In this chapter we will create a simple custom power generator - a Solar Panel that only produces energy during the daytime.
As in previous examples, we need to create another buildable (let’s name it
Build_DocSolarPanel) with a mesh, descriptor, recipe, and to add that recipe to our schematic.
This time we will use
FGBuildableGenerator as the parent class of the buildable,
as it’s the base class for buildings that generate power.
Assign names, descriptions, build categories, and other properties of these assets as you see fit.
However, this time around we’ll be using the default
M Hologram Class,
FGFactoryHologram, on the Buildable
instead of the previously used value of
FGBuildableGenerator that we are deriving from is a child of
We don’t have a building mesh for you to use for the solar panel, but please let us know if you can contribute one! For now, just use the Plantpot of Knowledge mesh as a placeholder.
At this point you should be able to construct your buildable in game the same as the Plantpot of Knowledge, and just like the plantpot, it doesn’t do anything … yet!
There are also subclasses of
The first thing we want to add to our
Build_DocSolarPanel is an
as we need to connect our Solar Panel to power lines to use its generated power.
The process for adding a component is the same as in the
Item Counter Machine chapter.
However, unlike the counter, we don’t need to add an
FGPowerInfo this time
FGBuildableGenerator class already handles that for us.
The parent class also already has the code to associate our Power Connection with the Power Info,
so we don’t need to do that ourselves here either.
In order for the Build Gun to properly display the power output of our generator,
and to define how much power it will make,
set the "M Power Production" property of the buildable in the Class Defaults.
Let’s go with
20.0, but you can set it to whatever you’d like.
With the setup so far, we now have a generator that will dynamically produce up to our specified Power Production, except it will not charge batteries, and it will still produce power at night. That might be okay if we were making an RTG, but we’re making a solar panel, so we want it to only work during the day.
The first step to fixing this is to disable the generator’s dynamic power production ability.
Get Power Info node and call
Set Dynamic Production Capacity to
This value defaults to the value we set in our building,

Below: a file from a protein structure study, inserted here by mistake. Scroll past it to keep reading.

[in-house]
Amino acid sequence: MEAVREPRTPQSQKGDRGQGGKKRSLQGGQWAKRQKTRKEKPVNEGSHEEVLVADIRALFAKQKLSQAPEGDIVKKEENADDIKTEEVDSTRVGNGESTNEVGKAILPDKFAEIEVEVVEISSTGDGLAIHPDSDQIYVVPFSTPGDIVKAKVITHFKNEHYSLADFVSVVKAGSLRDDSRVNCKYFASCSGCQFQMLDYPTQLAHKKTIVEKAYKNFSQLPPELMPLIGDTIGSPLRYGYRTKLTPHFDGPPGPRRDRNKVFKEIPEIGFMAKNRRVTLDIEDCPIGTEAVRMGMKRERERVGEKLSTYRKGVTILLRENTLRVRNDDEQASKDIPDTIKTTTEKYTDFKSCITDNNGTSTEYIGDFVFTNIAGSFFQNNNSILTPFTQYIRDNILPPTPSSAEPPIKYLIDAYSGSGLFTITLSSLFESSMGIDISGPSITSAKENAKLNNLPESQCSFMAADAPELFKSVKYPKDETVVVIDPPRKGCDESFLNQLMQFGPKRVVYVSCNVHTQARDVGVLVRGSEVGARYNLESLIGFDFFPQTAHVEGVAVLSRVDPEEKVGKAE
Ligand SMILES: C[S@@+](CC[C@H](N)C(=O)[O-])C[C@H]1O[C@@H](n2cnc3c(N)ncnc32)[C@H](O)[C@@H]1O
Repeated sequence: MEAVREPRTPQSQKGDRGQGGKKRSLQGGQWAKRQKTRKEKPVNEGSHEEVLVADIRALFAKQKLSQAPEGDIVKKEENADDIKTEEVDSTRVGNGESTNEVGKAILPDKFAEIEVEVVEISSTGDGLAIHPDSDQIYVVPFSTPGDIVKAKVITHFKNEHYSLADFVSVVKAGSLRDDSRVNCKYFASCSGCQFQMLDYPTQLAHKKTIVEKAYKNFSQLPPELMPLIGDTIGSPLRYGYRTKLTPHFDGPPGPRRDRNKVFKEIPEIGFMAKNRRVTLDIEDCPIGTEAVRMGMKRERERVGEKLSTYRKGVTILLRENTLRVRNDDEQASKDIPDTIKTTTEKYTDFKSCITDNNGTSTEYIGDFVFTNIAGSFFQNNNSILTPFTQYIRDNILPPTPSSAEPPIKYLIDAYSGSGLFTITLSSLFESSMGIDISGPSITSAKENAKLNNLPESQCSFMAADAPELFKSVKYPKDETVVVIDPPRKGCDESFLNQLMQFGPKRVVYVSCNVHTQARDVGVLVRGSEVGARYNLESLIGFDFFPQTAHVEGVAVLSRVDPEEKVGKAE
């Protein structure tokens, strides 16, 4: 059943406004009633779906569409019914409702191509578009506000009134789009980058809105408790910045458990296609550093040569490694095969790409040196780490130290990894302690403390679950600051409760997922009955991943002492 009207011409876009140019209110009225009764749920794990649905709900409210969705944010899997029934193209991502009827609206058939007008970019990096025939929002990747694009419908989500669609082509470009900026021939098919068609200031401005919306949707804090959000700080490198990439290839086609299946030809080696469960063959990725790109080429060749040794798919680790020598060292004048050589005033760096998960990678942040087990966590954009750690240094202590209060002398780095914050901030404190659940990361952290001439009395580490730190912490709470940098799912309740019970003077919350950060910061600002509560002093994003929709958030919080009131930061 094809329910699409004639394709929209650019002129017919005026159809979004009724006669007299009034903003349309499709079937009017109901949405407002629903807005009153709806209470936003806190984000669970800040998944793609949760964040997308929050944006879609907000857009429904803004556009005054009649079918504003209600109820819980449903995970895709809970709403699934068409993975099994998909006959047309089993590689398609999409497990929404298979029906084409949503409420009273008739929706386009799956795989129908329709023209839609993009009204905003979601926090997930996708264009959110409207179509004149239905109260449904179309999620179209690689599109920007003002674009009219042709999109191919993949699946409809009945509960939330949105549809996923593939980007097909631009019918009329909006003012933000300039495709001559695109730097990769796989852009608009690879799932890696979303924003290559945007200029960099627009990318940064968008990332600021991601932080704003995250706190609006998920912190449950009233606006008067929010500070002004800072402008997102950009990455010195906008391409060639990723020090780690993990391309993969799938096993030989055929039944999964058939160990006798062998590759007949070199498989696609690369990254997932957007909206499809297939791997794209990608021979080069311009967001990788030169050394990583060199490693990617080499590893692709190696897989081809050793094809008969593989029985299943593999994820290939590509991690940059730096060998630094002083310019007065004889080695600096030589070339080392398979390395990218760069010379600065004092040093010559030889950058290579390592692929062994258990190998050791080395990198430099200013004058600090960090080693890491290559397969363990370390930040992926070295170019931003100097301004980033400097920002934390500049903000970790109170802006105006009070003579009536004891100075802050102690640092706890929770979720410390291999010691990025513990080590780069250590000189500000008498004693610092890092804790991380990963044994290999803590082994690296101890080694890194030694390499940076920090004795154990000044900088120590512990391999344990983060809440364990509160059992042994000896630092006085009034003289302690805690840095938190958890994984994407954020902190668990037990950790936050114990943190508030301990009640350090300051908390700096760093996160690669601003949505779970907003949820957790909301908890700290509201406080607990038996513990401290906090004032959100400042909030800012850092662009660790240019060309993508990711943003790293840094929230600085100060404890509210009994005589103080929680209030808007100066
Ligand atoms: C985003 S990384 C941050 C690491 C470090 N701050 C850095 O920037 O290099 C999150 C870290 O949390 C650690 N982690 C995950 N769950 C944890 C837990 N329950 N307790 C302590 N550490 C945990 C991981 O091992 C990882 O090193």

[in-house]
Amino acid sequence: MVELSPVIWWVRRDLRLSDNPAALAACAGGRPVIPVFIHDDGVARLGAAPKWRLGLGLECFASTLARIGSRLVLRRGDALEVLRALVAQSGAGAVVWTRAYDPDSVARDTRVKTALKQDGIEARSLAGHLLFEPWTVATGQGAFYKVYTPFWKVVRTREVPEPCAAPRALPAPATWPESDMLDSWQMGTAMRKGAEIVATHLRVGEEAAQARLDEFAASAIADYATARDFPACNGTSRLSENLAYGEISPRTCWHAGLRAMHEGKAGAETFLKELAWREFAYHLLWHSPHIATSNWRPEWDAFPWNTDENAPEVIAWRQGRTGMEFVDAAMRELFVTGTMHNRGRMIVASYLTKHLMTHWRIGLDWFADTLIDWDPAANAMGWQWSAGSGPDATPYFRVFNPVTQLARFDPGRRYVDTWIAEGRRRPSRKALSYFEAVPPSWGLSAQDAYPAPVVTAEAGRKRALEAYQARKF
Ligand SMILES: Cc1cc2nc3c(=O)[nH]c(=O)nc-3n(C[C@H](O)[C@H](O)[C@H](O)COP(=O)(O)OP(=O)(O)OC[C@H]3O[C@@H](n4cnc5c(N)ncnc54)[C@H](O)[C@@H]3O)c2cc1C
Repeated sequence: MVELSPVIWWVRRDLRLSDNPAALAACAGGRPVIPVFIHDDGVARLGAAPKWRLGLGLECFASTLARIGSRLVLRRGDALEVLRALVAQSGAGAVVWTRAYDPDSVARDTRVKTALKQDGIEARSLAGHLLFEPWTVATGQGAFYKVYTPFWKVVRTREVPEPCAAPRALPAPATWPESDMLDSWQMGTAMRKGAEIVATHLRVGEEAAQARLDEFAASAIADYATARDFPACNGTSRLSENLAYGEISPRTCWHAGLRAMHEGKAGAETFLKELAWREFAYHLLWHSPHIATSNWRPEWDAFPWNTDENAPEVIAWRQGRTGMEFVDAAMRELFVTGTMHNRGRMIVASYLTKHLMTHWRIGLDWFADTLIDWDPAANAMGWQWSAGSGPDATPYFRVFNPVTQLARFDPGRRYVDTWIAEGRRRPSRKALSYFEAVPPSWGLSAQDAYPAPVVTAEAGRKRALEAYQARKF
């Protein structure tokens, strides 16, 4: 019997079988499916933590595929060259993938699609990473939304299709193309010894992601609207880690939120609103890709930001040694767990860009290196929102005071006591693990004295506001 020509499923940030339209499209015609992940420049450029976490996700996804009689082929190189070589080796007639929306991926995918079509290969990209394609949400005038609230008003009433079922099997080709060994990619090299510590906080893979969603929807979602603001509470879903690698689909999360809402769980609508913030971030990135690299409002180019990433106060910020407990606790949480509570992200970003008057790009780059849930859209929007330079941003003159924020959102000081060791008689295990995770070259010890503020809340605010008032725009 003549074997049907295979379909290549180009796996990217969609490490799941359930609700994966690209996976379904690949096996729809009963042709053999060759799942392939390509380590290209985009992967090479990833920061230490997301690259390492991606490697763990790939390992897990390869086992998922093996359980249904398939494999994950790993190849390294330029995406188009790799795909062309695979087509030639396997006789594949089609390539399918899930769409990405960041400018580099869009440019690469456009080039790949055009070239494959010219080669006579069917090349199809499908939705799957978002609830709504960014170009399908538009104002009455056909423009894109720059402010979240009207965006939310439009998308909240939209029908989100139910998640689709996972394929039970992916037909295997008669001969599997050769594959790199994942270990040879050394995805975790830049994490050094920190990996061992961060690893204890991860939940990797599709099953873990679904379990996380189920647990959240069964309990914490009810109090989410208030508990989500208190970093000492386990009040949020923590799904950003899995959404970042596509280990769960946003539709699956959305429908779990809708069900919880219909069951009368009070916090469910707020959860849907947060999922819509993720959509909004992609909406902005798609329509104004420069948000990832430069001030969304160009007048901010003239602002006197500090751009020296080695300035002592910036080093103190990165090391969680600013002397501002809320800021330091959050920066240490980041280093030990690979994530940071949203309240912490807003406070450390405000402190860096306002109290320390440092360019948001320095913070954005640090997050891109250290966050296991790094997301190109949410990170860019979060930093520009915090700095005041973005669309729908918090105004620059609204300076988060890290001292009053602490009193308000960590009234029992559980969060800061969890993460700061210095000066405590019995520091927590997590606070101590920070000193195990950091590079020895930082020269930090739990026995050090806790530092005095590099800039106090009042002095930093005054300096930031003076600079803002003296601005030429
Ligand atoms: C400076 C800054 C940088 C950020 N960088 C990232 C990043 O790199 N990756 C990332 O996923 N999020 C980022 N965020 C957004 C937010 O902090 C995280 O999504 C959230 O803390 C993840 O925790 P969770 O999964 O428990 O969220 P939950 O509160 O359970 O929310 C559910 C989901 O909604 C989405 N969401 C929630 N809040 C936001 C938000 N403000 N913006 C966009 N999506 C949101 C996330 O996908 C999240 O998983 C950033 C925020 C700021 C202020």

but setting it to zero here will prevent the undesired functionality
while still correctly reporting the power production in the build gun.
Hook up the execution pin to Begin Play, since we only need this to happen once - on actor spawn.
Next, we need to figure out whether it’s day or night and adjust power production accordingly.
FGTimeOfDaySubsystem offers some helpful methods for that.
Get an instance of the
FGTimeOfDaySubsystem with the
We need to assess the time of day on multiple occasions - once when the actor spawns, and then each time it changes from day to night, or vice versa.
For that, we can subscribe to the
OnDayStateChanged event dispatcher of the time subsystem
to be notified when this happens and switch our generator accordingly.
Drag from the Return Value pin of a
Get Time Subsystem node to create a
Bind Event to OnDayStateChanged node.
Next, the event (let’s name it
On Day State Changed) is created by using the
Add Custom Event… action or by dragging from
Event pin of
Bind Event to OnDayStateChanged node.
Hook up the execution pin of the Bind Event node to our Begin Play line since we only need to bind once.
Next, we need to set the power production depending on the passed time value.
We’ll be using the
Set Base Production method of the power info to do this,
since unlike the dynamic production, this power production is always "full blast" and will charge batteries.
Use a Select Float node to select between a daytime production value and a night time production value of zero.
We can avoid repeating ourselves here and use the parent class
Get Default Power Production Capacity method
to retrieve the value we set in the class defaults.
One last thing - we need to make sure the power production is set correctly
after a save file is loaded or the building is first created.
To do this, call our On Day State Changed event after binding to it.
Is Day method to supply it with the boolean value for the time of day.
To summarize, here’s a screenshot of all of the code written in our solar panel:
That should be it, try out your newly created power generator in-game!
Test it out by popping down a Power Storage and see if it is charging or not after connecting your solar panel.
A quick way to test the generator’s time-dependent generation is to use the
More info here.
If you’re having trouble getting your generator to work, check out the completed one in Example Mod, or ask for help on the Discord.
You may wish to add functionality to make the solar panel require direct access to the sky to function, however, implementing this in a performance-friendly way is not trivial, which is why it was excluded from this tutorial.
One possible way to implement a sky requirement involves performing a line trace when the buildable is intialized and caching the success/fail of that trace on the actor, then using the cached value to determine the power output. However, this approach does not respond to new buildings being constructed after the solar panel, nor does it allow the building to re-check for sky access without being destroyed and rebuilt.
This tutorial may eventually be expanded to include this functionality, but for now, ask about it on the Discord if you want to do this.
Check out the Next Steps page to see where to go from here.